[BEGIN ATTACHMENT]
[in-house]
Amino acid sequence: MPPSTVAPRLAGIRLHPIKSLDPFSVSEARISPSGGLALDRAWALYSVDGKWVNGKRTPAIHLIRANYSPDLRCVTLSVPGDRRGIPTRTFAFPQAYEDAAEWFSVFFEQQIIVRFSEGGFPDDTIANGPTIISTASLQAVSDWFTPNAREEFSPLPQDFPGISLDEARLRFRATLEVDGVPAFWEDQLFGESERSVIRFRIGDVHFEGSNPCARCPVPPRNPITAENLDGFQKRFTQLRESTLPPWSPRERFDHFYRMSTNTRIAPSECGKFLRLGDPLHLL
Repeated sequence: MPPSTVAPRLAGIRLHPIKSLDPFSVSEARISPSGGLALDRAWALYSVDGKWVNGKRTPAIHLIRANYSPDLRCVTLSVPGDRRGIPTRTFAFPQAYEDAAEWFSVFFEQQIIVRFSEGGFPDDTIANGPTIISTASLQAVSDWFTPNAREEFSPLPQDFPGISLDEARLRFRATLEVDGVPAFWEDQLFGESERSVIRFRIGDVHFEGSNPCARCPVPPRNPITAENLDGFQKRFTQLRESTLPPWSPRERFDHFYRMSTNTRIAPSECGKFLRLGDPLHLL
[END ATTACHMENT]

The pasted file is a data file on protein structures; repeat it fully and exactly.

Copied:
[in-house]
Amino acid sequence: MPPSTVAPRLAGIRLHPIKSLDPFSVSEARISPSGGLALDRAWALYSVDGKWVNGKRTPAIHLIRANYSPDLRCVTLSVPGDRRGIPTRTFAFPQAYEDAAEWFSVFFEQQIIVRFSEGGFPDDTIANGPTIISTASLQAVSDWFTPNAREEFSPLPQDFPGISLDEARLRFRATLEVDGVPAFWEDQLFGESERSVIRFRIGDVHFEGSNPCARCPVPPRNPITAENLDGFQKRFTQLRESTLPPWSPRERFDHFYRMSTNTRIAPSECGKFLRLGDPLHLL
Repeated sequence: MPPSTVAPRLAGIRLHPIKSLDPFSVSEARISPSGGLALDRAWALYSVDGKWVNGKRTPAIHLIRANYSPDLRCVTLSVPGDRRGIPTRTFAFPQAYEDAAEWFSVFFEQQIIVRFSEGGFPDDTIANGPTIISTASLQAVSDWFTPNAREEFSPLPQDFPGISLDEARLRFRATLEVDGVPAFWEDQLFGESERSVIRFRIGDVHFEGSNPCARCPVPPRNPITAENLDGFQKRFTQLRESTLPPWSPRERFDHFYRMSTNTRIAPSECGKFLRLGDPLHLL